[ official www.narnia.com web site ] | [ official C.S. Lewis web site ]

Recommended by Kristen A.
Gere Branch Library

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Saturday, May 19, 2018

Mamma Mia! (on DVD)

Mamma Mia!
[DVD Mamma]

I checked this 2008 film out on DVD to watch before attending a performance of the stage musical version at the Lincoln Community Playhouse here in town, just to remind myself of the plot — and had a blast watching it again. But, then, I’m a huge fan of the musical group ABBA, and their music infuses the film with a lot of its energy. It appears that most people have a “Love/Hate” relationship with this film/musical, usually tied into their appreciation of ABBA — I’ve run across very few people who are ambivalent about it. Personally, I love it — the huge cast of familiar movie stars — Meryl Streep, Pierce Brosnan, Christine Baranski, Colin Firth, Stellan SkarsgĂ„rd, Amanda Seyfried and more, throw themselves into unexpectedly exuberant song and dance numbers in the midst of a bubbly and frothy soap-opera of a plot.

Both the movie and stage musical are what are known in the theater community as “Jukebox Musicals” — where a connective storyline is created to showcase a collection of an artist or group’s hit songs. Other shows in this genre from the 70s through the early 2000s would include Forever Plaid, Jersey Boys, Saturday Night Fever and Smokey Joe’s Cafe. In the past 10 years, this style of musical (both for film and stage) has exploded in popularity, with dozens of new shows/films making use of the format. Mamma Mia!, the 1998 stage musical, was one of the early ones.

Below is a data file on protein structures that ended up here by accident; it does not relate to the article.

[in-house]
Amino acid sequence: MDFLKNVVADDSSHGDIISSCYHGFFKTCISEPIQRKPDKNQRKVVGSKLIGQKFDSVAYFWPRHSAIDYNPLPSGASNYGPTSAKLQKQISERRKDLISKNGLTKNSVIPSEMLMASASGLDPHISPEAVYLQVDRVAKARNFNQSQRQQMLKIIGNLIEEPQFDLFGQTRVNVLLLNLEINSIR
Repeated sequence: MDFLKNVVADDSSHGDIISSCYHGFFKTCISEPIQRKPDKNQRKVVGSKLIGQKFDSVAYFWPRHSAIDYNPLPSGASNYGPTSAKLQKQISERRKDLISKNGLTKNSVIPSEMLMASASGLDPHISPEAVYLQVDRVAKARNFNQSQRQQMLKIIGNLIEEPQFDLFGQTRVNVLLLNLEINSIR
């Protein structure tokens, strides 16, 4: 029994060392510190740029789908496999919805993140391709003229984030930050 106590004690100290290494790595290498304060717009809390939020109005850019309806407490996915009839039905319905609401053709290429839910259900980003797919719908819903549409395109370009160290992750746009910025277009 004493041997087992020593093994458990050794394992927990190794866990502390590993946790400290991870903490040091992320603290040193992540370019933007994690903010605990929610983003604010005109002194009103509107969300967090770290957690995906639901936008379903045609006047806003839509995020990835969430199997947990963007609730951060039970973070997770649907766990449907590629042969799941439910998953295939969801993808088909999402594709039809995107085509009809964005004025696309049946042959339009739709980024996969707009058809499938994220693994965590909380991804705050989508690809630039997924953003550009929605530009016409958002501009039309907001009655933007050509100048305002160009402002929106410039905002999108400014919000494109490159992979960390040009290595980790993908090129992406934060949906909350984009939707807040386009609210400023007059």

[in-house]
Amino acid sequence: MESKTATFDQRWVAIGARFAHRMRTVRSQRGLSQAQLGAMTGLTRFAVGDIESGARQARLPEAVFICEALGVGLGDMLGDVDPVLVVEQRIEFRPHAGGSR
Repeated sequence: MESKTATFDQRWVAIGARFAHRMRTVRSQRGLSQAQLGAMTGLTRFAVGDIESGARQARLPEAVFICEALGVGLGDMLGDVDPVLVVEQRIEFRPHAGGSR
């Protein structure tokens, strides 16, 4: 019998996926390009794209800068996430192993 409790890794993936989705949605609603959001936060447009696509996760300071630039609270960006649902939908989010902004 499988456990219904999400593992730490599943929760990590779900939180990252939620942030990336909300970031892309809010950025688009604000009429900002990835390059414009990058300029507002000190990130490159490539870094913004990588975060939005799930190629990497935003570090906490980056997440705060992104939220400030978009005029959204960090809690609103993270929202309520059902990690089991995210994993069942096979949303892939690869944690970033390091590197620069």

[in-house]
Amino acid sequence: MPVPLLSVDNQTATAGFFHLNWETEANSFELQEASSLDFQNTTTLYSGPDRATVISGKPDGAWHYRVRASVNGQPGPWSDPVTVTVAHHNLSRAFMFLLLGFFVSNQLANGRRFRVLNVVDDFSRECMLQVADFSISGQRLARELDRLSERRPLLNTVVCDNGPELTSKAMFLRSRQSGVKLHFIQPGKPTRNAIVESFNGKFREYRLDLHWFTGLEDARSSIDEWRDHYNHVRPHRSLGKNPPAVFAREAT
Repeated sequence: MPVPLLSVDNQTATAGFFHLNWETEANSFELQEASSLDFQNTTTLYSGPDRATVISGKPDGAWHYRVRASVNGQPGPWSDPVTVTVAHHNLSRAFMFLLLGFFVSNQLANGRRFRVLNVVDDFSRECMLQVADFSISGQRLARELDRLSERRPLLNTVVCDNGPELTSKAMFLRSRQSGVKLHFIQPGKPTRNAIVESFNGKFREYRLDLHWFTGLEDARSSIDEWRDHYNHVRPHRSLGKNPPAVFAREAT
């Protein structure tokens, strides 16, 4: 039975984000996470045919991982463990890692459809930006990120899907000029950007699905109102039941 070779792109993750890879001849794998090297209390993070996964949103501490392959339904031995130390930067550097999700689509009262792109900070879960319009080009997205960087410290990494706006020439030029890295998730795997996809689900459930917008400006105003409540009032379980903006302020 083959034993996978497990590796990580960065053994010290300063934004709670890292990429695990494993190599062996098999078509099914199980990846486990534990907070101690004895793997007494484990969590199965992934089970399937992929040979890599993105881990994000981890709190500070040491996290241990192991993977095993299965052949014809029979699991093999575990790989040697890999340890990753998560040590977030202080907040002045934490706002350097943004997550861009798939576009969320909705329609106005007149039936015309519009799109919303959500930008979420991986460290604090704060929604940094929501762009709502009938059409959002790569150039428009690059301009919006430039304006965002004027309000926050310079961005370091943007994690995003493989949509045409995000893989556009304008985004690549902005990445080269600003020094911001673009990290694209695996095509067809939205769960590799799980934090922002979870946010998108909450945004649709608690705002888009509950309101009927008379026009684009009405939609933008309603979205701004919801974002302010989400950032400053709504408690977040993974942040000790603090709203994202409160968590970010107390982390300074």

Actors who you don’t normally expect to see singing do a remarkably good job, and seem to be having a huge amount of fun doing so. The story, in a nutshell — 20-year-old Sophie Sheridan is getting married in the Greek Isles, but was raised by a single mother who never told her who her father is. She wants to invite her father to give her away at her upcoming wedding, but in sneaking a read of her mom’s diary, she discovers her “Dad” could be one of three different men — Ben Carmichael, Bill Austin or Harry Bright. She invites them all to the wedding. When all three guys arrive on the remote Greek island where Sophie’s mom, Donna, owns and operates a taverna, the reunions aren’t necessary good experiences. Throw in Donna’s two old singing-group friends, Rosie and Tanya, and a bunch of the friendly locals, and you’ve got a festive atmosphere with lots of different emotions bubbling beneath the surface. Nearly every major character gets a moment to shine, both dramatically and musically. And around 20 ABBA hits get to take center stage in moving the plot forward — set in the late 90s, but featuring music from the late 70s. An emotional highlight is Donna confronting Ben musically with “The Winner Takes It All”. Other highlights are “Does Your Mother Know”, “Slipping Through My Fingers”, “Voulez-vous”, “Super Trouper”, “Dancing Queen” and the titular “Mamma Mia!” If you can accept the premise and the crazy casting, this is a terrific, feel-good film. If you can’t get past those initial obstacles, this is not the movie for you! [NOTE: The 2008 film was so successful that a sequel is coming out in the Summer of 2018, reuniting the entire original film’s cast!]